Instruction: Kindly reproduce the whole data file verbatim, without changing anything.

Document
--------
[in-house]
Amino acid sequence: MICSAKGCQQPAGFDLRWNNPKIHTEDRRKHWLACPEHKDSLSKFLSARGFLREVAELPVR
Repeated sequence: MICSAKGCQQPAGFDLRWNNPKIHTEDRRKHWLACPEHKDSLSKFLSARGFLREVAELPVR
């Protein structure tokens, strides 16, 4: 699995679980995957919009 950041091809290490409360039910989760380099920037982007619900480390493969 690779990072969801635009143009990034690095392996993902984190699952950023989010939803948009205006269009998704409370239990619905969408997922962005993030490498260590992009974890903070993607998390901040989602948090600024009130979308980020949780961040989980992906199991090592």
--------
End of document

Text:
[in-house]
Amino acid sequence: MICSAKGCQQPAGFDLRWNNPKIHTEDRRKHWLACPEHKDSLSKFLSARGFLREVAELPVR
Repeated sequence: MICSAKGCQQPAGFDLRWNNPKIHTEDRRKHWLACPEHKDSLSKFLSARGFLREVAELPVR
């Protein structure tokens, strides 16, 4: 699995679980995957919009 950041091809290490409360039910989760380099920037982007619900480390493969 690779990072969801635009143009990034690095392996993902984190699952950023989010939803948009205006269009998704409370239990619905969408997922962005993030490498260590992009974890903070993607998390901040989602948090600024009130979308980020949780961040989980992906199991090592």